SAPPORO — After years of broken promises and ignoring problems until they turn into crises, it is time for the Group of Eight leaders to stop talking the talk and start walking the walk when it comes to climate change, poverty and human rights issues.
That was the message international nongovernmental organizations delivered in Sapporo on Sunday, the opening day of the People’s Summit 2008.
The three-day NGO summit, which bills itself as the alternate G8 summit of industrialized nations, drew hundreds of activist leaders from around the world.
“As the G8 leaders gather in Hokkaido for their summit, every day, 50,000 people worldwide die from preventable causes, and in Africa alone 6,000 people die every day from AIDS. This is a form of passive genocide. You can be sure if this was happening in the developed countries, they would have taken action by now,” said Kumi Naidoo, a South African representative of the Global Call to Action against Poverty.
Over the past few months, a sense of pessimism that the G8 summit starting Monday in Toyako will effectively tackle issues ranging from climate change to aid to Africa has set in among the NGOs working in Africa and other developing countries.
NGOs involved in climate change have also been bitterly disappointed by the lack of leadership on the part of Japan to use the G8 summit to forge consensus on the need for mid-term greenhouse gas reduction targets and wonder what, if anything, the nations will agree to.
“You may have countries announcing various unilateral initiatives on climate change. But for that, you don’t need a summit,” Jurgen Maier, a German NGO representative, said at a news conference.
Japan is promoting long-term emissions reductions by 2050, despite calls from not only NGOs but also the United Nations to ensure that developed countries reach a consensus on mid-term targets by the time the U.N. meets in December 2009 to hammer out a post-Kyoto Protocol treaty from 2013.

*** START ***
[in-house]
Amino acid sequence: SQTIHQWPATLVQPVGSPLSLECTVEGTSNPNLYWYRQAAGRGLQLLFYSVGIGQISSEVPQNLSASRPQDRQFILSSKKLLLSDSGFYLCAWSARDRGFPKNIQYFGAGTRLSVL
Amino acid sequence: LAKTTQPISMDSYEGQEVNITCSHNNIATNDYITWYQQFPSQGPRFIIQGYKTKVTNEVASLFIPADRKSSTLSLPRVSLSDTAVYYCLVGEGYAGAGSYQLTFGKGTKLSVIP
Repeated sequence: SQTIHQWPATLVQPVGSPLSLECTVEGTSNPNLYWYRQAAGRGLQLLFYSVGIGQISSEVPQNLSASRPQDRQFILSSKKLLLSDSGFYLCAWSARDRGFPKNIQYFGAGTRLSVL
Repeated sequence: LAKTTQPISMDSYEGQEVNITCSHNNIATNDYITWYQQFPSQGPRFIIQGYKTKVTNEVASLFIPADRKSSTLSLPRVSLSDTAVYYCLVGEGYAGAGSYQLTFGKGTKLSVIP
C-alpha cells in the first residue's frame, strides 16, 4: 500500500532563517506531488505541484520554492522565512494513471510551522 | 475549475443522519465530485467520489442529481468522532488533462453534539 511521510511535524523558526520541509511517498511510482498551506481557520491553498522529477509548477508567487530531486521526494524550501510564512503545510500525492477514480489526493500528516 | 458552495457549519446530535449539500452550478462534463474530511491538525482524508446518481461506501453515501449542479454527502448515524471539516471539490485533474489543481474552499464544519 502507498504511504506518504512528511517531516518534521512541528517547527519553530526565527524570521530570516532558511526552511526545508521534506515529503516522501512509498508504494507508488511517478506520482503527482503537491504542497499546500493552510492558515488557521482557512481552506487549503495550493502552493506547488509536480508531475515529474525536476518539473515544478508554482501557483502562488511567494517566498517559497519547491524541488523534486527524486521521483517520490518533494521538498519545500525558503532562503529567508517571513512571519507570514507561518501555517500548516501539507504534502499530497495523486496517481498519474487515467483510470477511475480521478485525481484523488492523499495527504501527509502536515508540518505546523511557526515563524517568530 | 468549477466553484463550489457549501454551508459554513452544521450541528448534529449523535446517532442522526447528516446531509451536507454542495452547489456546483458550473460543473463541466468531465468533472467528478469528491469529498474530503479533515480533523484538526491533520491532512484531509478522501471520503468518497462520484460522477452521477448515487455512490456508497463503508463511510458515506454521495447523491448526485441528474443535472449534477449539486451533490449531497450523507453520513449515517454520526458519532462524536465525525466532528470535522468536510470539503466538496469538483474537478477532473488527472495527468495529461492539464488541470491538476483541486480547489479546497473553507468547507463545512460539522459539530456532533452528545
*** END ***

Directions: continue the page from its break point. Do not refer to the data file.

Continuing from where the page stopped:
But recent reports that the United States would oppose a strong commitment by the G8 to long-term reduction targets have added further to a sense the summit won’t produce much in the way of combating global warming.
The global food crisis and rising oil prices, and how the G8 leaders address these issues, were among the topics raised by NGOs at the symposium Sunday.
On Saturday, as NGOs gathered in Hokkaido, Oxfam, one of the world’s leading NGOs on development issues, called on the G8 not to forget that the food crisis is hitting the world’s poorest countries particularly hard.
SAPPORO — Japanese and international NGOs lodged a formal protest with the government Sunday over an immigration crackdown against international activists denied entry into Japan or refused visas.
“Between 20 and 30 people who came to Japan for events related to the Group of Eight summit at Toyako were denied entry. And a number of those who had planned to come to participate in G8-related NGO activities were denied visas for reasons that remain unclear. Clearly, immigration and police authorities are going too far,” the statement said.
It was prepared by the 2008 G8 Summit NGO Forum and sent to the Justice Ministry and the Foreign Ministry.
One activist who did get through was Walden Bello, from the Philippines, who represents the group Focus on the Global South and is a vocal opponent of the G8.
“I was detained at Narita (International Airport) for nearly an hour, as immigration officials asked me why I was coming to Japan, and what I planned to do in Sapporo. They implied I was coming to Japan to stay and work illegally,” Bello said at the People’s Summit 2008 in Sapporo.
The NGOs also protested the heavy police presence in major cities in the past few weeks.
Some 40,000 police officers nationwide have been mobilized for the summit, and plainclothes officers were conducting passport and identity checks over the weekend on non-Japanese who passed through the domestic terminal at New Chitose Airport near Sapporo.